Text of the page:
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By Faizel Patel

Senior Digital Journalist

Meta deploys new tools to combat sextortion on Instagram and other apps

The efforts include using machine learning (ML) to detect nudity in direct messages restrictions on messaging teens

Tech giant Meta is testing new features to help protect young people from sextortion and intimate image abuse, and to make it more difficult for potential scammers and criminals to find and interact with teens on Instagram and its other apps and across the internet.

The Facebook parent company said it is also testing new ways to help people spot potential sextortion scams, encourage them to report and empower them to say no to anything that makes them feel uncomfortable.

“We’ve started sharing more signals about sextortion accounts to other tech companies through Lantern, helping disrupt this criminal activity across the internet.”

“Financial sextortion is a horrific crime. We’ve spent years working closely with experts, including those experienced in fighting these crimes, to understand the tactics scammers use to find and extort victims online, so we can develop effective ways to help stop them,” Meta said.

ALSO READ: WATCH: Meta unveils #EbaSafeOnline Comic Book in SA for parents and children

Harmful contact

Meta said the updates build on the company’s longstanding work to help protect young people from unwanted or potentially harmful contact.

“We default teens into stricter message settings so they can’t be messaged by anyone they’re not already connected to, show Safety Notices to teens who are already in contact with potential scam accounts, and offer a dedicated option for people to report DMs that are threatening to share private images.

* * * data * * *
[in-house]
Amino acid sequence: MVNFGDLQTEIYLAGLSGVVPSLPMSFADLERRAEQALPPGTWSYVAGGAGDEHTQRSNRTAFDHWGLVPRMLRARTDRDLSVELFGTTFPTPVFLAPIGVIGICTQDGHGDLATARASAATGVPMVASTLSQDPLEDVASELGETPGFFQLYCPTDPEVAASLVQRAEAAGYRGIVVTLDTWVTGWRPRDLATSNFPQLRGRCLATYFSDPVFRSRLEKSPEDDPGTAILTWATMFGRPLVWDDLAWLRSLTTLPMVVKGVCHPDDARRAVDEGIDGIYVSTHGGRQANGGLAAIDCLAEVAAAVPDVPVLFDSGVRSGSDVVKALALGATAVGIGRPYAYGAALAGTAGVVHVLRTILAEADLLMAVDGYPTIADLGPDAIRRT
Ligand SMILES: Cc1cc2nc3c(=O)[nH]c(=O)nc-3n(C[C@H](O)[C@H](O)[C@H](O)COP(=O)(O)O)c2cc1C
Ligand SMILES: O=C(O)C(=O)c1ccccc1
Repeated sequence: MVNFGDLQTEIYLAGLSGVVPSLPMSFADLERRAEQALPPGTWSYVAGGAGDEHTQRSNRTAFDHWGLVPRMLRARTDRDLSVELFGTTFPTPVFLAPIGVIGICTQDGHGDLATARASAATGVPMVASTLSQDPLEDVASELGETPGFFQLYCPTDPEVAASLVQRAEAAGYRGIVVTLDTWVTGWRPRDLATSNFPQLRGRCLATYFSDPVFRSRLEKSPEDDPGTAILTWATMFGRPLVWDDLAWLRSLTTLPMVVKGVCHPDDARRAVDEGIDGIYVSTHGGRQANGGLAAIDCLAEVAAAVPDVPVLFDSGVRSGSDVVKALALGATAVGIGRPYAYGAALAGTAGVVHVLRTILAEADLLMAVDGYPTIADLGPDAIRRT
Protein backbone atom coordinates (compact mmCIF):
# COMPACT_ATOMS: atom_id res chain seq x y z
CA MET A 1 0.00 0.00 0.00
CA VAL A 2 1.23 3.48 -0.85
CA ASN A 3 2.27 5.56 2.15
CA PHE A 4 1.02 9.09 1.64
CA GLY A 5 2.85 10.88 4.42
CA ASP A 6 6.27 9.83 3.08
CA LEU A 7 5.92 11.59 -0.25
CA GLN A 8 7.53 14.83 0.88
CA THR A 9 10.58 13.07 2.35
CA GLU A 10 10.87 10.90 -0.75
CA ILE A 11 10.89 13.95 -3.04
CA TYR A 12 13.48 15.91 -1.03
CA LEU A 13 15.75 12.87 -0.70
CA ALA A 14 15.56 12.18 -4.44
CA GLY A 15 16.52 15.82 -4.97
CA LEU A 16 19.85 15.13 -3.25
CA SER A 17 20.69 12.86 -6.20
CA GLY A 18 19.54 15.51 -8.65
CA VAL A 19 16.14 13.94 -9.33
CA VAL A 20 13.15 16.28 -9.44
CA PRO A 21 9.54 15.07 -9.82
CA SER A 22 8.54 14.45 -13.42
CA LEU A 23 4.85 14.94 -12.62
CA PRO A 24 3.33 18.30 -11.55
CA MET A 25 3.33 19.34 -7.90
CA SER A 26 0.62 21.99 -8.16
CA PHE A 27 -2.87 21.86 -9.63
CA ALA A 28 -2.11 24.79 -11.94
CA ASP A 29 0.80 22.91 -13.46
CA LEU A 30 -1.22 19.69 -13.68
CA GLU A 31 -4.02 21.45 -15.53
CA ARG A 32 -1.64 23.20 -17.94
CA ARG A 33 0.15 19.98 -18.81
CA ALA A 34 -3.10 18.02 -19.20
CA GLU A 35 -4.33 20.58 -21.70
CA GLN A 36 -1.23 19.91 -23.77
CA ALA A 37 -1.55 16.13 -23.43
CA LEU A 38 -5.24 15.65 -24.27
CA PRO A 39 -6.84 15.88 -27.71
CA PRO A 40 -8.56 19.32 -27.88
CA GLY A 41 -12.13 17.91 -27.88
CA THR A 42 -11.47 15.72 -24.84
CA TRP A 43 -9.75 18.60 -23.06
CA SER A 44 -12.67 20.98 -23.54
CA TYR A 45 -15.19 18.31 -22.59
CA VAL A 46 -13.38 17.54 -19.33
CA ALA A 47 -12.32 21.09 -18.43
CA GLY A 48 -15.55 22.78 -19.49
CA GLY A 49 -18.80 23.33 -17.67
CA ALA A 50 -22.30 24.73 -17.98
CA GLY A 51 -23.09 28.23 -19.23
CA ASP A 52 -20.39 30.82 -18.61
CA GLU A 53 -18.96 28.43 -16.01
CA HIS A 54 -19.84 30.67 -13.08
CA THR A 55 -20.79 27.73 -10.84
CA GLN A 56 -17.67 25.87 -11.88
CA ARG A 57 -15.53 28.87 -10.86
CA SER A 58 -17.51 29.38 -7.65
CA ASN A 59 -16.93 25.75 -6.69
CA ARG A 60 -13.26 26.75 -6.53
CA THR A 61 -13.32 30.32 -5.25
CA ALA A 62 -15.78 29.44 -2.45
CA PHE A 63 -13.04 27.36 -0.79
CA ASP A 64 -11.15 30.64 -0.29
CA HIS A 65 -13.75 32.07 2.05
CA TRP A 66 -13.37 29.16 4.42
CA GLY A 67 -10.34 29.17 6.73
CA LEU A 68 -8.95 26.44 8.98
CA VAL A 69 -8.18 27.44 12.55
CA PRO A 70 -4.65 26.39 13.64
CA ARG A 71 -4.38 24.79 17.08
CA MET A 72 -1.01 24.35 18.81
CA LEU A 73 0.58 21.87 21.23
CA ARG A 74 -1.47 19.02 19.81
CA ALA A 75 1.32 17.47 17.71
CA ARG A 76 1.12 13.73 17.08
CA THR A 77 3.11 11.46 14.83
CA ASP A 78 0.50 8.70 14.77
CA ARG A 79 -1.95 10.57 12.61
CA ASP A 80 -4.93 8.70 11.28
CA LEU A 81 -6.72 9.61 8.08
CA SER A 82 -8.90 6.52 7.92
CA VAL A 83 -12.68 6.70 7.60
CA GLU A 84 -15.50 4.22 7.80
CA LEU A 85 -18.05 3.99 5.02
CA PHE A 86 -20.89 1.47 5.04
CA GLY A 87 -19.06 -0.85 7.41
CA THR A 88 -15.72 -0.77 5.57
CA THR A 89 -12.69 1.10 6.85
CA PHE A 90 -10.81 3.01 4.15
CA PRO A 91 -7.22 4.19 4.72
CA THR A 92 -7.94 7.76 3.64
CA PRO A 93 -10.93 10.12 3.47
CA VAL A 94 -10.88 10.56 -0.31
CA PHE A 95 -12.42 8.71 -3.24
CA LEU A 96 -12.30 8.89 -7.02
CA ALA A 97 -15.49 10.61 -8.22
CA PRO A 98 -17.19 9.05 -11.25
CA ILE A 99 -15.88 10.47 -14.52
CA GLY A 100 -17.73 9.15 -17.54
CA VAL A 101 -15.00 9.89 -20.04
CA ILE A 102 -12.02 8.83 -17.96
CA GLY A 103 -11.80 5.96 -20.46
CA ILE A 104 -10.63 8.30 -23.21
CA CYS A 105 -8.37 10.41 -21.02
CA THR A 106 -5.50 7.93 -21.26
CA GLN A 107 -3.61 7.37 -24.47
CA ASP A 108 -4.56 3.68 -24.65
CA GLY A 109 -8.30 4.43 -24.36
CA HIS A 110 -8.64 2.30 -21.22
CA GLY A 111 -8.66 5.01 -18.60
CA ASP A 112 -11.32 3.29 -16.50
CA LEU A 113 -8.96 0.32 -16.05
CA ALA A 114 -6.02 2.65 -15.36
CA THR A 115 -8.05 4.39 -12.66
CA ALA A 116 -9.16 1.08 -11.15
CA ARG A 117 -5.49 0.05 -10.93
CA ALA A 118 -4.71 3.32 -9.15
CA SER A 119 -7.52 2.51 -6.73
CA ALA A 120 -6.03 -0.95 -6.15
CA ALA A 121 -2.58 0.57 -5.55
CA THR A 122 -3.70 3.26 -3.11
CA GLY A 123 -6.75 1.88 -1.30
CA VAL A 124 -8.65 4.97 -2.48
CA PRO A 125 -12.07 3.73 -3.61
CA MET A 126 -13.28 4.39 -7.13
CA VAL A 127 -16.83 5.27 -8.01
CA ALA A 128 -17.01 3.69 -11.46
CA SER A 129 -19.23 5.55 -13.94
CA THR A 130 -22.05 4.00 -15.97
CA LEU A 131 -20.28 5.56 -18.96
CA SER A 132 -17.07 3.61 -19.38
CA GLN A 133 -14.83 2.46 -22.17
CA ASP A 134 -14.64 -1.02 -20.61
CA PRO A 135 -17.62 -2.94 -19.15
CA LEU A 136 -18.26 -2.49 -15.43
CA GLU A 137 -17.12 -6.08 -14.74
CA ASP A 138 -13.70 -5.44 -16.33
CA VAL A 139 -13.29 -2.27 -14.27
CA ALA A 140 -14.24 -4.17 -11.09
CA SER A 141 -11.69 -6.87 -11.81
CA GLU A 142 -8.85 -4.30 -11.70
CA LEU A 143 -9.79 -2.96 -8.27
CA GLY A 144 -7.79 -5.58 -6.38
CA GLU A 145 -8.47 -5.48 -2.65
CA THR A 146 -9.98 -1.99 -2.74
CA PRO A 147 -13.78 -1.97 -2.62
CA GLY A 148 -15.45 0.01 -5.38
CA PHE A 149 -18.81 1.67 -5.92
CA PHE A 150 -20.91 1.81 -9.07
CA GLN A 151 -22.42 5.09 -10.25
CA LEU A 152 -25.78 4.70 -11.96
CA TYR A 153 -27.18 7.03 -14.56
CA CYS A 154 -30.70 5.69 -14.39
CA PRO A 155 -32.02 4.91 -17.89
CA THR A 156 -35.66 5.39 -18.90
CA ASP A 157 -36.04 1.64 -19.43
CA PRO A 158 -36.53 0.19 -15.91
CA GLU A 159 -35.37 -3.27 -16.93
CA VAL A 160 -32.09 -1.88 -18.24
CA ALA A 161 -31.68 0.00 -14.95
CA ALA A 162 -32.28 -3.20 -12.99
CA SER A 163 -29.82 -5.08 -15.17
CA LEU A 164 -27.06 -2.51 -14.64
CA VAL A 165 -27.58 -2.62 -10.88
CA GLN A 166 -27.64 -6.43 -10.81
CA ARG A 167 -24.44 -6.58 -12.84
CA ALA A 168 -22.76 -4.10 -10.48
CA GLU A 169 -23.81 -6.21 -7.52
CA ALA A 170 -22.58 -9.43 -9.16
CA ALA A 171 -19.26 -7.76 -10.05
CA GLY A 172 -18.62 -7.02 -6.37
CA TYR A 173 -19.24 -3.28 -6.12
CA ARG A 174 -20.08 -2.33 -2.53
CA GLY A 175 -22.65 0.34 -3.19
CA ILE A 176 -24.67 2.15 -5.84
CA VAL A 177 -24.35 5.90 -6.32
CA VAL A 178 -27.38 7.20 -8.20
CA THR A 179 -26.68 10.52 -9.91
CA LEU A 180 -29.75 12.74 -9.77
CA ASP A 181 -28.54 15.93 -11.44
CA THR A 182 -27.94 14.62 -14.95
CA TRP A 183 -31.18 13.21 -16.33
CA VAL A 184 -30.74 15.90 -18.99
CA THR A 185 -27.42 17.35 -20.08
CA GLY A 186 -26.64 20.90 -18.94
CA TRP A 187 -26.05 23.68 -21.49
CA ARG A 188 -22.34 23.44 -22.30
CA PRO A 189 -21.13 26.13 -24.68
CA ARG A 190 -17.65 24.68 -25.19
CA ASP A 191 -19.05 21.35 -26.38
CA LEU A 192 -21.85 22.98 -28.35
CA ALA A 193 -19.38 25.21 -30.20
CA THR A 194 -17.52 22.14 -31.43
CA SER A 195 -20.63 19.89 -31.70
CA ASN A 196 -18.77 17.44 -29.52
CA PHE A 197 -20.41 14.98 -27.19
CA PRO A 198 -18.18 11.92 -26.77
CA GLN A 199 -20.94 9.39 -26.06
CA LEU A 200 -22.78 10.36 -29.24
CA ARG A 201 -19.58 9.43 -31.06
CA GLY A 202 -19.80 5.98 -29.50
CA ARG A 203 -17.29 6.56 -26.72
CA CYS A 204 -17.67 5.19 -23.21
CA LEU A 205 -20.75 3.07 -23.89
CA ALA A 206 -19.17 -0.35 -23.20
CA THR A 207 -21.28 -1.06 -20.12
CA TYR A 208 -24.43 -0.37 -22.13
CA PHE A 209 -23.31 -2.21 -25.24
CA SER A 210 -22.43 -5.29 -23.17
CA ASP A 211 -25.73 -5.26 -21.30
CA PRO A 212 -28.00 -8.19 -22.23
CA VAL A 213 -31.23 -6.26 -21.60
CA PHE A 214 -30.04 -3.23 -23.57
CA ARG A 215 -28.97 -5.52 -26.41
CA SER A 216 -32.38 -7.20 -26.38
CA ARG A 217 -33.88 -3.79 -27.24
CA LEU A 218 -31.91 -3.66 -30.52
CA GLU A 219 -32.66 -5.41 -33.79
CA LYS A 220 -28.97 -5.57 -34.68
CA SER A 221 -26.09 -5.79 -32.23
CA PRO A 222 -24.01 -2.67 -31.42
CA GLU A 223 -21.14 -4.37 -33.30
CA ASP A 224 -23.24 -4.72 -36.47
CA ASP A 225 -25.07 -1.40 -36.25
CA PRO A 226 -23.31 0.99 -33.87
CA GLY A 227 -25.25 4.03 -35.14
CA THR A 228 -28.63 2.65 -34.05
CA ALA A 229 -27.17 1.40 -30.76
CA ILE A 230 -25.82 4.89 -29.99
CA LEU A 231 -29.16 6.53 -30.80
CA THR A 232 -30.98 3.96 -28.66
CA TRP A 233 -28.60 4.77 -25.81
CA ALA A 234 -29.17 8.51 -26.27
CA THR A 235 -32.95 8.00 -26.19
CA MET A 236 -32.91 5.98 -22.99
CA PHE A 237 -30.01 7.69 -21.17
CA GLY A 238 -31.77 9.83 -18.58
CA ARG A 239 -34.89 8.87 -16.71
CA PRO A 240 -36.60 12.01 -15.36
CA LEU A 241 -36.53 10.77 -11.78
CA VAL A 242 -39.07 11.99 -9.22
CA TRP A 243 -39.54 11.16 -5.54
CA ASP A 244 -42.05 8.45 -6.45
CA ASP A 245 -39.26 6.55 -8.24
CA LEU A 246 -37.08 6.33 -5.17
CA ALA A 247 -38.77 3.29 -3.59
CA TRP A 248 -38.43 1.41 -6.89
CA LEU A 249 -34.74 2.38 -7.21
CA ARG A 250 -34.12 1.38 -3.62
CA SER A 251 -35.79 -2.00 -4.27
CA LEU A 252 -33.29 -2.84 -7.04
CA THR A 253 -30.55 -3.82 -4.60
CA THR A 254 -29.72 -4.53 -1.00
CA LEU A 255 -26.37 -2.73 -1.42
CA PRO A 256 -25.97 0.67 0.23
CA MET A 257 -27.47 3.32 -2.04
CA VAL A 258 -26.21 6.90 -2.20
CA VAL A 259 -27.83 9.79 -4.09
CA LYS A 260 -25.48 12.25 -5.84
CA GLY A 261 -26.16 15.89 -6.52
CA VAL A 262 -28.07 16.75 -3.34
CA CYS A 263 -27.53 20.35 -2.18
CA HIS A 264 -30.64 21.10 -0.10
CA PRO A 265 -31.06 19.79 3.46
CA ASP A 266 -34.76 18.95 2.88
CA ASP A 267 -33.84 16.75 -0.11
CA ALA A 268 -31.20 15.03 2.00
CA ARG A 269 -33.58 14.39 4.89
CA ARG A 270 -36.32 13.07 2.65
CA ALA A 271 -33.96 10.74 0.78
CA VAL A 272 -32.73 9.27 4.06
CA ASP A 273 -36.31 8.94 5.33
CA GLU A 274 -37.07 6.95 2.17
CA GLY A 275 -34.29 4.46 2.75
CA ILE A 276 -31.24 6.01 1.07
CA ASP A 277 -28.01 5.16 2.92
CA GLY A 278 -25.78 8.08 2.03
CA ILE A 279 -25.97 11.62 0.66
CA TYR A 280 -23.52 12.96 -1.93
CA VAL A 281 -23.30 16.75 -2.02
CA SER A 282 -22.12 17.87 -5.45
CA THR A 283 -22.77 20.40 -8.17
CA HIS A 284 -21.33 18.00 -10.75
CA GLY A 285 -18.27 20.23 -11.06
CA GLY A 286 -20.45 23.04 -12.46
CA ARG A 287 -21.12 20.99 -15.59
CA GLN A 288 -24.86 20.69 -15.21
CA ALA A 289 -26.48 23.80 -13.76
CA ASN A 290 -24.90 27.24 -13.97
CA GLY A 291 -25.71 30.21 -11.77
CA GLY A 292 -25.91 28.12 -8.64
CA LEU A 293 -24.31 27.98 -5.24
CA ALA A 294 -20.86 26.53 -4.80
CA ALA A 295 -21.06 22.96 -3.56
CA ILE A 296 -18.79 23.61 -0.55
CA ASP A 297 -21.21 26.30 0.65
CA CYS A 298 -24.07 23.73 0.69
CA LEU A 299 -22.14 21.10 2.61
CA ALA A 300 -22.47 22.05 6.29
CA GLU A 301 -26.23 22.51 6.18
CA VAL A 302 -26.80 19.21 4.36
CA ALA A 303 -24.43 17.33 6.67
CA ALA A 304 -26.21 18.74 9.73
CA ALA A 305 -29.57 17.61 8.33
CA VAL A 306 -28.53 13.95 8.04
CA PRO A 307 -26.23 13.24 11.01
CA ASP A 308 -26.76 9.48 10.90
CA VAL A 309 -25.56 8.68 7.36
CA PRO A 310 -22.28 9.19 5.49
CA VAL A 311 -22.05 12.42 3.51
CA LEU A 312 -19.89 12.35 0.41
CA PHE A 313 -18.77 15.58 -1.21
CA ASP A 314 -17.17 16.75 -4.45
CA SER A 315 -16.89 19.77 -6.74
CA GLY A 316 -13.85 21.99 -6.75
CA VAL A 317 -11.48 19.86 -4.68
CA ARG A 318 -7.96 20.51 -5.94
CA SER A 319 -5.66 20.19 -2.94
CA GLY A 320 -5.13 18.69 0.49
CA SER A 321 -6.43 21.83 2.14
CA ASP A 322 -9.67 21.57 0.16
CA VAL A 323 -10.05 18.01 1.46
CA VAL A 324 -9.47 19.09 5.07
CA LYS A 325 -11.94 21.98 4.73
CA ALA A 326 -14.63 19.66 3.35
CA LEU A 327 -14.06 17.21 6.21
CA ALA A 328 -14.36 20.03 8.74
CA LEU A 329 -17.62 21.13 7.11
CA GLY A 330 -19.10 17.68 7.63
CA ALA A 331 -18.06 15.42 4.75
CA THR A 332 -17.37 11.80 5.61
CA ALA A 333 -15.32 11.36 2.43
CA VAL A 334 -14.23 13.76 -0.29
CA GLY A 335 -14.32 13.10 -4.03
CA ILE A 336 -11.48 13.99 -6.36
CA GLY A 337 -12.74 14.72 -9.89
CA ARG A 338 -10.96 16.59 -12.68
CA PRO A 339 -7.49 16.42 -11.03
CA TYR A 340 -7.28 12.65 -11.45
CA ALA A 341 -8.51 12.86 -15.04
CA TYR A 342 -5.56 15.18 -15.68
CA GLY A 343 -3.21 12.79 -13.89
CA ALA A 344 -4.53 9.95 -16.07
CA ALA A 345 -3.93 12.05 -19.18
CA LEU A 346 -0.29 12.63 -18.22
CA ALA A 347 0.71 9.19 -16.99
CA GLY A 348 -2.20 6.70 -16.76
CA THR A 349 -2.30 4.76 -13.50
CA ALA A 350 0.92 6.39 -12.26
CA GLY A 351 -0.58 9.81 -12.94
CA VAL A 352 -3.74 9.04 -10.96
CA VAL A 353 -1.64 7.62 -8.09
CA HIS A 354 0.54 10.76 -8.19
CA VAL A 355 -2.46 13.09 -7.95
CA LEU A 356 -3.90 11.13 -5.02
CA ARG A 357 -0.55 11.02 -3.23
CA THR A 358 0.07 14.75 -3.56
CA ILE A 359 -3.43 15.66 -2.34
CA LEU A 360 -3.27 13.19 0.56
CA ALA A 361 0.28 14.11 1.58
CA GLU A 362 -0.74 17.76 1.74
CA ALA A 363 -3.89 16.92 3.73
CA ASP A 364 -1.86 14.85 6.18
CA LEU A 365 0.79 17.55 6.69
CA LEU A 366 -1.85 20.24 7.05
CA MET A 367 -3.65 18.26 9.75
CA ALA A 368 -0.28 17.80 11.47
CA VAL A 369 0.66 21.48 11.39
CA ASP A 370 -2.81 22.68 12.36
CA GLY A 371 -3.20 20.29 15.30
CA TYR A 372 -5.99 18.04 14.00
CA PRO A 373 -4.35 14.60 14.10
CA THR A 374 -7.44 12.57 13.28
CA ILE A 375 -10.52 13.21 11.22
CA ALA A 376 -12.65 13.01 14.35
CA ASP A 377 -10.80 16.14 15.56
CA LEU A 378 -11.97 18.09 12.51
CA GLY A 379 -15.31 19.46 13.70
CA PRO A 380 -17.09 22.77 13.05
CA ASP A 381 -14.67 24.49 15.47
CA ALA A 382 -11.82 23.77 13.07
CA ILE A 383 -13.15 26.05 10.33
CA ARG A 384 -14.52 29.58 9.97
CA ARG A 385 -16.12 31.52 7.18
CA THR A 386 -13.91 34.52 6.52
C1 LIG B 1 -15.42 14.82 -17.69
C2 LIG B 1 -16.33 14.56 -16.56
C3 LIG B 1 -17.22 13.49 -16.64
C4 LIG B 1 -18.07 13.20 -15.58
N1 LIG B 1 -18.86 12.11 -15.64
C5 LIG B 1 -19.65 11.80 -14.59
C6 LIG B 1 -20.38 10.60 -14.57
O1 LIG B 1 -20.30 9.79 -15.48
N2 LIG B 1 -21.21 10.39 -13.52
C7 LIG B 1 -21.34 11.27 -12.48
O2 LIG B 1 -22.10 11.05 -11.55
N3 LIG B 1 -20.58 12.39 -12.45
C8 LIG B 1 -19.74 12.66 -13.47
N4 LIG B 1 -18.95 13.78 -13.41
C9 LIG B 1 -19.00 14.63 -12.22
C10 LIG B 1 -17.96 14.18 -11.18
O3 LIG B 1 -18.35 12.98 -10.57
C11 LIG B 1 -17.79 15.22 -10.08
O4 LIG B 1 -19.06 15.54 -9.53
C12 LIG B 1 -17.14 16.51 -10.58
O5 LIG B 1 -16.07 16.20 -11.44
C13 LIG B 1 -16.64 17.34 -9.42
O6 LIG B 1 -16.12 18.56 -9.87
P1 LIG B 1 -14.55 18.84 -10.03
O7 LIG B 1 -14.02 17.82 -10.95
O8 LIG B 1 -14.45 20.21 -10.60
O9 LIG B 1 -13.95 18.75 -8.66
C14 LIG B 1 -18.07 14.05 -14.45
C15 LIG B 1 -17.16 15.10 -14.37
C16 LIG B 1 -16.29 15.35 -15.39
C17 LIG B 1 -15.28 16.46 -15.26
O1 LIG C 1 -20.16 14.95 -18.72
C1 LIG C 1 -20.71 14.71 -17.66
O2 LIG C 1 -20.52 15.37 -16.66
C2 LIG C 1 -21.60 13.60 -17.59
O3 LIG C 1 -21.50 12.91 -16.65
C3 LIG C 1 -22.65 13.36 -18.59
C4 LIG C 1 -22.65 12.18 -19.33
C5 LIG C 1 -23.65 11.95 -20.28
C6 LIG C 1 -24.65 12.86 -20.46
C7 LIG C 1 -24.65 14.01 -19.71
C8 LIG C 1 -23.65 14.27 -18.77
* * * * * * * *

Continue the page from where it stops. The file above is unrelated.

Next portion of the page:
“We also supported the National Centre for Missing and Exploited Children (NCMEC) in developing Take It Down, a platform that lets young people take back control of their intimate images and helps prevent them being shared online – taking power away from scammers,” Meta said.

Nudity protection in DMs

While people overwhelmingly use DMs to share what they love with their friends, family or favourite creators, sextortion scammers may also use private messages to share or ask for intimate images.

Meta said to help address the scourge, it will soon start testing its new nudity protection feature in Instagram DMs, which blurs images detected as containing nudity and encourages people to think twice before sending nude images.

“This feature is designed not only to protect people from seeing unwanted nudity in their DMs, but also to protect them from scammers who may send nude images to trick people into sending their own images in return,” Meta said.

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